It’s the time of the year when everyone looks at the year gone by and makes resolutions for the new year. My resolution for the new year? run a 5K marathon :). Anyway, I digress. This blog is not about my attempts to get fit.
I did an annual portfolio review in 2009 here. I think the returns in 2009 were out of the ordinary as the stock markets were recovering from a huge shock. I did not expect the 2010 returns to be any close to it. That prediction turned out to be true.
How I evaluate performance
The most typical approach to evaluate performance is to look at the annual return and if it has met your expectations (which vary from individual to individual), then one can declare victory and move on. As you might suspect I don’t stop at that.
Annual returns are important, but not the sole indicator of performance. A year’s return is driven more by luck than skill. A few lucky picks can give a big boost to your portfolio and a few bad ones can ruin the year. One has to distinguish skill from luck. I look at the portfolio performance for the last 2-3 years and compare it with my objective – which is to beat the index by 5-8% per annum.
Now, there is no audit of my performance, so I can claim whatever I want – no one can verify it. So instead of trying to quote a number, let me state that I have achieved my goals by a wide margin in 2010 and for a 3 year period too
Is 5-8% outperformance not for the wimps?
Now some of you who would have dabbled in small, micro or no cap stocks may be thinking – what a sissy 🙂 . I can do far far better than this dude
My response – that’s absolutely true. My personal goal is not to achieve the highest possible return. My goal is to achieve decent returns at moderate to low risk. My own portfolio has around 15-20 stocks, with no stock more than 5% of the portfolio. I have structured my portfolio to achieve a decent level of outperformance, but ensure that a single bad idea will not ruin my networth.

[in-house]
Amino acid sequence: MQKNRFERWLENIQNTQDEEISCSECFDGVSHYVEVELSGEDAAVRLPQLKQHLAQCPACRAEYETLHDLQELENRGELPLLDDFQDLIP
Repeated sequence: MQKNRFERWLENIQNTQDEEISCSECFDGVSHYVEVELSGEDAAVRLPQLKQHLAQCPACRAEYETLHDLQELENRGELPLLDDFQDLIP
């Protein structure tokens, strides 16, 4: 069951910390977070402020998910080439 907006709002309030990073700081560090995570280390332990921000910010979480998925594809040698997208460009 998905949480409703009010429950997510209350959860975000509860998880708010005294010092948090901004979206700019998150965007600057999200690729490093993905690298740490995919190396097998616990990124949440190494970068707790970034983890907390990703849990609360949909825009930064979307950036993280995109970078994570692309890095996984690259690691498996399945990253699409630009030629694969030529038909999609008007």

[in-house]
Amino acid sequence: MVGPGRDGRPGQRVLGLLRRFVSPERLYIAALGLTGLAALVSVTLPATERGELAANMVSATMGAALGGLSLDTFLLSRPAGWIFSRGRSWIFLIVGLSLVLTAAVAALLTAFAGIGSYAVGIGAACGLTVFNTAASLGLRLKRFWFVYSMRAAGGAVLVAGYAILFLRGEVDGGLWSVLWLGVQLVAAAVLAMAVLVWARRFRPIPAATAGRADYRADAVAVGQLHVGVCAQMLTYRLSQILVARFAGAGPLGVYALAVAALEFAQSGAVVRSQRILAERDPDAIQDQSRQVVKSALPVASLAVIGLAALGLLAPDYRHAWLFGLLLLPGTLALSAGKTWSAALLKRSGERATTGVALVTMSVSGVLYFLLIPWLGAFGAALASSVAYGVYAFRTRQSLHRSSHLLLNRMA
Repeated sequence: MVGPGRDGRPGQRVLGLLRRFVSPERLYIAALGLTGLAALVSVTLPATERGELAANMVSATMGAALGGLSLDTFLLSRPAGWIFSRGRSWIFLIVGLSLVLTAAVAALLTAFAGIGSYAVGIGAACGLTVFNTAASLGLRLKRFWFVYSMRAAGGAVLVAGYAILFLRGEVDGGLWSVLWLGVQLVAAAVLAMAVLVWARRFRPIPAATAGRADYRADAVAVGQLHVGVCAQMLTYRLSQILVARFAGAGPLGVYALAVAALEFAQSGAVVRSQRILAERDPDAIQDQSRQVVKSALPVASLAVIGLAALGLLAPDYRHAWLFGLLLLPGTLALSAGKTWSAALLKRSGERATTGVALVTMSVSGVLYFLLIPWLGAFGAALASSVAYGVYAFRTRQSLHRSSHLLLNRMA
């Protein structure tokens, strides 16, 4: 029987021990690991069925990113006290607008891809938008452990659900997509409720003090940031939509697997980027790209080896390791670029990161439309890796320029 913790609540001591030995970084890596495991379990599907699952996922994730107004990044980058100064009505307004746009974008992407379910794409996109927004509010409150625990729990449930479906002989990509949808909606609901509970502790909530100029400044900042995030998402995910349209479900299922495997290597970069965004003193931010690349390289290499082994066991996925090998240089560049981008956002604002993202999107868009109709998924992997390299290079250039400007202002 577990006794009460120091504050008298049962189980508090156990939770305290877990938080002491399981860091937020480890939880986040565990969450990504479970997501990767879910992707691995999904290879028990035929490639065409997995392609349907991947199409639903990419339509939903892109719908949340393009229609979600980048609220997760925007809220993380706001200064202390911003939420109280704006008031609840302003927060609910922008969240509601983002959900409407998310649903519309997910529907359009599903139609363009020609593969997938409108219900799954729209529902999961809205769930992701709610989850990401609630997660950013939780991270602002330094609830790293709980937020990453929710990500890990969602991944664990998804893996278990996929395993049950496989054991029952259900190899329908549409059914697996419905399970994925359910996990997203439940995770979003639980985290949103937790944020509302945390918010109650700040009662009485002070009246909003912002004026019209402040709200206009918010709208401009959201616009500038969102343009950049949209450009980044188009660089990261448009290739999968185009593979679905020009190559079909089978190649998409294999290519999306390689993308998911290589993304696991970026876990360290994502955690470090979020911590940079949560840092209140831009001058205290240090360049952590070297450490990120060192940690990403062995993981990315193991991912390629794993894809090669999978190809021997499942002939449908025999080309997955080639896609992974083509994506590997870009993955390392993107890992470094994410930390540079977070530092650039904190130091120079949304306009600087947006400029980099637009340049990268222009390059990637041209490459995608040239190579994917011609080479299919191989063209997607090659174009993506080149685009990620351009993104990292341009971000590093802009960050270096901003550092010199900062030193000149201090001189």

Think of it this way – A 5-8% outperformance will give me a 19-22% annual return. That means 5-7 times my original capital in 10 years. If I achieve this I will be very pleased with my performance.
Additional parameters of evaluation
I have another parameter which I use to evaluate the attractiveness of my portfolio – let’s call it the ‘discount to fair value for the portfolio’. Let me explain
Let’s say I have two stocks in the portfolio (1 share each)
Stock A – fair value is 100, current price is – 60
Stock B – fair value is 100, current price is – 70
So for total portfolio (A+B) – fair value is 200, sum invested is 130.
The ‘discount to fair value of the portfolio’ is 35% (200-130/200). I generally focus on this number quite closely. This is a very useful number to make buy/ sell decisions and structure the portfolio (more on it in another post)
I am listing the actual discount below for a few years (end of year)
2009 – 26%
2010 – 36%
The numbers are quite instructive. In 2008, as the market crashed I added stocks to my portfolio and saw this number rise. In 2009 as the stock prices rose, this number reduced (as the portfolio gained in value).
So in 2010, how did this number increase?
Quite simply, I reduced my fully valued positions and kept adding to the undervalued position. Although this is not a magic number, I have seen that if I have done my homework well then a large discount has typically led to a good performance over time.
My overall objective is to keep this number between 30-40% or more.
Let’s get from the abstract to the concrete (hopefully I have not lost you !)
The big winners for me were – Gujarat gas, Merck (finally !), LMW, grindwell Norton (which had not done well last year), Honda siel (surprise), Cheviot (some movement !) , Ashok Leyland etc. I have constantly been selling some of these stocks.
I have added some new positions, some of which are listed here.
I sold off these position or reduced these stocks substantially – NIIT tech, Patni, Infosys, Sulzer, ESAB india, Concor, Denso, VST and Ingersoll rand.
Ofcourse not everything was a winner – VST for one was a very average pick.
Options have been a mixed bag and I plan to pursue it more as an insurance than to make money off it. I plan to focus more on arbitrage in the future as it is an interesting field and works well my investment approach.
Plans for 2011
I have no grand strategy for 2011. No hot sectors, must have stocks for next year. The strategy is going to be the same – keep looking for good and cheap stocks the old fashioned way – read and analyse.